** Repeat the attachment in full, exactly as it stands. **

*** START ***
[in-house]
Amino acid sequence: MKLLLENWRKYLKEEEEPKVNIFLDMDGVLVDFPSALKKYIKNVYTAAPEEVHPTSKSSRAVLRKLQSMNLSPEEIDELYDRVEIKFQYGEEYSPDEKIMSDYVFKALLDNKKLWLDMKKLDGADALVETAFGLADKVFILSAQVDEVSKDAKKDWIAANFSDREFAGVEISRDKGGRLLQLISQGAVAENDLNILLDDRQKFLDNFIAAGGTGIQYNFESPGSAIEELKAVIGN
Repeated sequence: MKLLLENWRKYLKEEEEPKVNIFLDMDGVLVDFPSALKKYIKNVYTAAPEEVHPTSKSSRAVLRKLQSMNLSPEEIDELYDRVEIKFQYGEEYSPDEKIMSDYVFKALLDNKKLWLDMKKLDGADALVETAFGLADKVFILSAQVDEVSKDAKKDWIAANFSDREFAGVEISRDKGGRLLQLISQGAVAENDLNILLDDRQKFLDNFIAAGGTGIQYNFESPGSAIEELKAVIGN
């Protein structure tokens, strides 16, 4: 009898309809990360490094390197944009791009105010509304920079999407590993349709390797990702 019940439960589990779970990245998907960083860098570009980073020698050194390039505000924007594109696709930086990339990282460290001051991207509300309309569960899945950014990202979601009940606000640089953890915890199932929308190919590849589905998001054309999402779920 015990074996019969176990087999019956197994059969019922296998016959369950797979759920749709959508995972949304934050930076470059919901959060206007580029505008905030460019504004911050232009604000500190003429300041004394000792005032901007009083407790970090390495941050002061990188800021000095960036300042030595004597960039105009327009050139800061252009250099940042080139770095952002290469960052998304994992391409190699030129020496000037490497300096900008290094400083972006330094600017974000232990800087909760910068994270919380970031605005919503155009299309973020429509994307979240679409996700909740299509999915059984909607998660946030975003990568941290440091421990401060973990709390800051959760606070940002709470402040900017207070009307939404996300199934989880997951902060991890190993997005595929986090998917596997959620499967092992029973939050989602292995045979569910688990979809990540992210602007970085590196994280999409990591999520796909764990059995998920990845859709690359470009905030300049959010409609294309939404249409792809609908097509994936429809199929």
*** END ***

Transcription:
[in-house]
Amino acid sequence: MKLLLENWRKYLKEEEEPKVNIFLDMDGVLVDFPSALKKYIKNVYTAAPEEVHPTSKSSRAVLRKLQSMNLSPEEIDELYDRVEIKFQYGEEYSPDEKIMSDYVFKALLDNKKLWLDMKKLDGADALVETAFGLADKVFILSAQVDEVSKDAKKDWIAANFSDREFAGVEISRDKGGRLLQLISQGAVAENDLNILLDDRQKFLDNFIAAGGTGIQYNFESPGSAIEELKAVIGN
Repeated sequence: MKLLLENWRKYLKEEEEPKVNIFLDMDGVLVDFPSALKKYIKNVYTAAPEEVHPTSKSSRAVLRKLQSMNLSPEEIDELYDRVEIKFQYGEEYSPDEKIMSDYVFKALLDNKKLWLDMKKLDGADALVETAFGLADKVFILSAQVDEVSKDAKKDWIAANFSDREFAGVEISRDKGGRLLQLISQGAVAENDLNILLDDRQKFLDNFIAAGGTGIQYNFESPGSAIEELKAVIGN
């Protein structure tokens, strides 16, 4: 009898309809990360490094390197944009791009105010509304920079999407590993349709390797990702 019940439960589990779970990245998907960083860098570009980073020698050194390039505000924007594109696709930086990339990282460290001051991207509300309309569960899945950014990202979601009940606000640089953890915890199932929308190919590849589905998001054309999402779920 015990074996019969176990087999019956197994059969019922296998016959369950797979759920749709959508995972949304934050930076470059919901959060206007580029505008905030460019504004911050232009604000500190003429300041004394000792005032901007009083407790970090390495941050002061990188800021000095960036300042030595004597960039105009327009050139800061252009250099940042080139770095952002290469960052998304994992391409190699030129020496000037490497300096900008290094400083972006330094600017974000232990800087909760910068994270919380970031605005919503155009299309973020429509994307979240679409996700909740299509999915059984909607998660946030975003990568941290440091421990401060973990709390800051959760606070940002709470402040900017207070009307939404996300199934989880997951902060991890190993997005595929986090998917596997959620499967092992029973939050989602292995045979569910688990979809990540992210602007970085590196994280999409990591999520796909764990059995998920990845859709690359470009905030300049959010409609294309939404249409792809609908097509994936429809199929």